I recently started watching Andrej Karpathy’s make more youtube video series (I know I’m a year late to the party). In this and the following posts, I plan to reproduce his experiments and models but using tensorflow.

Overview of the problem

Andrej operates on this names dataset which he downloaded from some site. And the task is to train a model that creates names that sound like real names (in the dataset) but are not real. And the way he goes about it in the first lecture is by creating a model that is purely statistical. Each name is made of a set of characters. Let’s say we learn the distribution of which character is likely to follow which character (bigram model), we can simply sample from that distribution to get the next character given the current character. That’s easy enough. How do we know when to stop? That’s where the special start and end characters come into play. Take the first name in this dataset emma. Let’s add a start and end character to it: .emma.. Here is some pseudo code on how to generate the names (given we have the distribution):

def generate_name(model):
    prev_token = '.'
    results = []
    while True:
        next_token = model(prev_token)
        if next_token == '.':
        prev_token = next_token
    return ''.join(results)

Creating a vocabulary

This part is pretty easy. In our dataset, we only have lower case english characters (but this can easily be extended to non-english characters as well). Assume our dataset is in a file called names.txt, here is how we create the vocabulary. Why do we map characters to numbers? This will be clear in the next step.

words = open('names.txt', 'r').read().splitlines()
chars = sorted(list(set(''.join(words))))
stoi = {s:i+1 for i,s in enumerate(chars)}
stoi['.'] = 0
itos = {i:s for s,i in stoi.items()}

How to learn the distribution?

Typically this is done by counting the number of times a character appears after another character. Think of this as a 2D matrix where each row corresponds to a prev_token and each column corresponds to then next_token. Our matrix will have 27 elements (1 extra for the special . token). To index into this matrix, it is better to use integers (sure we could have used dicts of dicts but it is not as efficient especially for a small dataset as this).

counts = [[0] * 27 for _ in range(27)]
for w in words:
  chs = ['.'] + list(w) + ['.']
  for ch1, ch2 in zip(chs, chs[1:]):
    ix1 = stoi[ch1]
    ix2 = stoi[ch2]
    counts[ix1][ix2] += 1

Visualizing the counts

Andrej had a cool way to visualize this distribution which I’m going to directly copy-paste. It is a cool way to plot this:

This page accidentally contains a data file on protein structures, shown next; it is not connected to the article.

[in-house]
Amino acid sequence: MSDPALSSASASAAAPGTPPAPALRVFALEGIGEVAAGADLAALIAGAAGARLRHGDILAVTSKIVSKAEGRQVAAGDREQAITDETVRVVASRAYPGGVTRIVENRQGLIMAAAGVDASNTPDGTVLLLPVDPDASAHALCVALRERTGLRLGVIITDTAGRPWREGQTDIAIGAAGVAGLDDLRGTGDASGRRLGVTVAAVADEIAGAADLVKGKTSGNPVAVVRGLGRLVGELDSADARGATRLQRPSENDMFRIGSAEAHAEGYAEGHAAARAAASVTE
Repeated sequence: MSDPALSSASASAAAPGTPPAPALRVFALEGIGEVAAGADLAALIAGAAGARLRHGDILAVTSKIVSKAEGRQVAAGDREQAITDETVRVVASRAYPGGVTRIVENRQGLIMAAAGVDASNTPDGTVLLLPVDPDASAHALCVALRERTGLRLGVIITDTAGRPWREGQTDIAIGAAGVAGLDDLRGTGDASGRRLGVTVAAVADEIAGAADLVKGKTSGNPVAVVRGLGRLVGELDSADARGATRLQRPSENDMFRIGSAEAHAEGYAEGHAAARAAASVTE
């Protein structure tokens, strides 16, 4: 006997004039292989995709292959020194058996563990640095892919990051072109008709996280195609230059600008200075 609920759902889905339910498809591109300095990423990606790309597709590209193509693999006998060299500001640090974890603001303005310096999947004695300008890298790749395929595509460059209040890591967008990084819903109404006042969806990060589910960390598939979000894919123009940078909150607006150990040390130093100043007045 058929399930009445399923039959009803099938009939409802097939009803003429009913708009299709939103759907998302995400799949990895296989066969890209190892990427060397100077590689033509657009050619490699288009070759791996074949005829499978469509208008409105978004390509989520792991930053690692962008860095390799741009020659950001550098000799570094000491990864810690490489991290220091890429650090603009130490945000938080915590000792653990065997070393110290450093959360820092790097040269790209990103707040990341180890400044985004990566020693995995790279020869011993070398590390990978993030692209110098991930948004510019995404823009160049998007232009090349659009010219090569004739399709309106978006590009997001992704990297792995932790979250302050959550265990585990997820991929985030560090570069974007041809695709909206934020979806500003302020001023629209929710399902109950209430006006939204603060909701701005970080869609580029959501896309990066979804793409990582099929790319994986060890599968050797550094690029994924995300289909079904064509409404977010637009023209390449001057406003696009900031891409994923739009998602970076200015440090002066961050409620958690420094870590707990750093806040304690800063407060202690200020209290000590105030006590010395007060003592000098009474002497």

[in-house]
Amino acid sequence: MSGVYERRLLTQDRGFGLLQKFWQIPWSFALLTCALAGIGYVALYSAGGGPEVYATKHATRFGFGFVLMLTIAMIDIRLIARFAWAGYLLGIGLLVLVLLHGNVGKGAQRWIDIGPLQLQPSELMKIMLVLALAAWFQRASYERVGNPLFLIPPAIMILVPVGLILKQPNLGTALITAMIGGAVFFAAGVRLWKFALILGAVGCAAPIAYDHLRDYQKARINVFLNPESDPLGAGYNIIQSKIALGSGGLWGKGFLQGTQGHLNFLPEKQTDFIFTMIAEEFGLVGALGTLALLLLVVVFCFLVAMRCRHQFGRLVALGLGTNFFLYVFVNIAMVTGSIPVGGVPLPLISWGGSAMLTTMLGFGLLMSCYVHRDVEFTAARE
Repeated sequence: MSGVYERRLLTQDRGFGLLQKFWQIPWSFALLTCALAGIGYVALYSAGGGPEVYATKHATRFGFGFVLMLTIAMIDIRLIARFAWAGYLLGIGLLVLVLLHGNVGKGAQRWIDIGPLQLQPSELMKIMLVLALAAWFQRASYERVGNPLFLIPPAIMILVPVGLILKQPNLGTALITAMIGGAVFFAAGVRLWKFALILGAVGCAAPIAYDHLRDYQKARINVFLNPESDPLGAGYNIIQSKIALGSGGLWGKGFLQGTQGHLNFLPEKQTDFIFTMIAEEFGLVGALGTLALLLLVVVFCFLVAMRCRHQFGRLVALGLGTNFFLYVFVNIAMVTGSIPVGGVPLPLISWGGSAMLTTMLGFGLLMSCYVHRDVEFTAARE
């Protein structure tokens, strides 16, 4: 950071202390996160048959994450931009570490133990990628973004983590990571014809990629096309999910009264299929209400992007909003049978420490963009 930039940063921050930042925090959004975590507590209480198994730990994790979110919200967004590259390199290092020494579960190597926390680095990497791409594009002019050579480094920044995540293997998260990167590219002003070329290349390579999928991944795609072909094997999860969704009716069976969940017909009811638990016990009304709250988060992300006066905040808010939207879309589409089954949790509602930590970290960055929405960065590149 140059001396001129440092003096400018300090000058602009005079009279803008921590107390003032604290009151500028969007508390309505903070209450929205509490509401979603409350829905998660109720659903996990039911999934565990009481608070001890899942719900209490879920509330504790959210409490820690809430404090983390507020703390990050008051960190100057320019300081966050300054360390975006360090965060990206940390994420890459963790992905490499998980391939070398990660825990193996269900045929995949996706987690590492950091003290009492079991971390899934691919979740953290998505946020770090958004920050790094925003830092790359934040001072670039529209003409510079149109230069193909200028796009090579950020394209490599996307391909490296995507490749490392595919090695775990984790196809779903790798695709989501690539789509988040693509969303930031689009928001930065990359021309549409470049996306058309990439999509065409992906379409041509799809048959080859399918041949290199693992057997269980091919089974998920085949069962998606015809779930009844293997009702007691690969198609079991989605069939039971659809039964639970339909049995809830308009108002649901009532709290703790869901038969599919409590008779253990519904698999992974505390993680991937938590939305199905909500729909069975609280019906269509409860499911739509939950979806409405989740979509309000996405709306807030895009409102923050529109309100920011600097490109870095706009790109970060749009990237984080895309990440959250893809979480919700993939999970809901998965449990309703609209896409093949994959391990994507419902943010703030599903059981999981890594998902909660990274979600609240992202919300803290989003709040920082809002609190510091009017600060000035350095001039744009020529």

plt.imshow(N, cmap='Blues')
for i in range(27):
  for j in range(27):
    chstr = itos[i] + itos[j]
    plt.text(j, i, chstr, ha='center', va='bottom', color='gray')
    plt.text(j, i, N[i,j].numpy(), ha='center', va='top', color='gray')


Normalizing the counts

To sample based on the distribution, it is better to have probabilities instead of counts. See my earlier post on random pick weight for some detailed explanation. Here I will use some tensorflow functions to do the same thing.

P = tf.constant(counts, dtype=tf.float32)
P /= tf.math.reduce_sum(P, axis=1, keepdims=True) # 27, 1

First, we convert the counts into a tensor of floating point numbers. Next, we normalize each row to sum up to 1. This can be done by taking the each value in a row and dividing it by the sum of all the columns in the row but tensorflow can do it with a single call to tf.math.reduce_sum. Watch Andrej’s lecture to see why we need keepdims=True (he does a great job explaining that).

Writing the ‘model’ (LOL)

How do we convert this matrix into a model? It is the model. We just need to wrap this into a form we can call directly. This can be done by using Python’s __call__ method.

from typing import List

class BigramModel:
    def __init__(self, words : List[str]):
        chars = sorted(list(set(''.join(words))))
        self.counts_ = [[0] * len(chars)+1 for _ in range(len(chars)+1)]
        self.stoi_ = {s:i+1 for i,s in enumerate(chars)}
        self.stoi_['.'] = 0
        self.itos_ = {i:s for s,i in self.stoi_.items()}
        for w in words:
            chs = ['.'] + list(w) + ['.']
            for ch1, ch2 in zip(chs, chs[1:]):
                ix1 = self.stoi_[ch1]
                ix2 = self.stoi_[ch2]
                self.counts_[ix1][ix2] += 1
        self.P_ = tf.constant(self.counts_, dtype=tf.float32)
        self.P_ /= tf.math.reduce_sum(self.P_, axis=1, keepdims=True)
    def __call__(self, x: str):
        ix = self.stoi_[x]
        p = self.P_[ix].numpy()
        ix = tf.random.categorical(p.reshape(1, -1), num_samples=1)[0,0].numpy()
        return self.itos_[ix]

Putting it all together


model = BigramModel(words)
for i in range(5):

I set the random seed so you can try reproducing the results that I am getting on your machine. Here are the 5 names I got (even more terrible than the pytorch version that Andrej trained).


I haven’t figured out a way to set the same random seed on both pytorch and tensorflow to compare the two results. But if you get rid of tensorflow and pytorch sampling code and used the numpy version instead, we can get similar results. So, there is nothing wrong with the code.

ix = np.random.multinomial(1, p).argmax()

Next steps

Feel free to play around with the code with different datasets (perhaps some names with non-english characters as well). In the next post, we will implement the same terrible model using a neural network.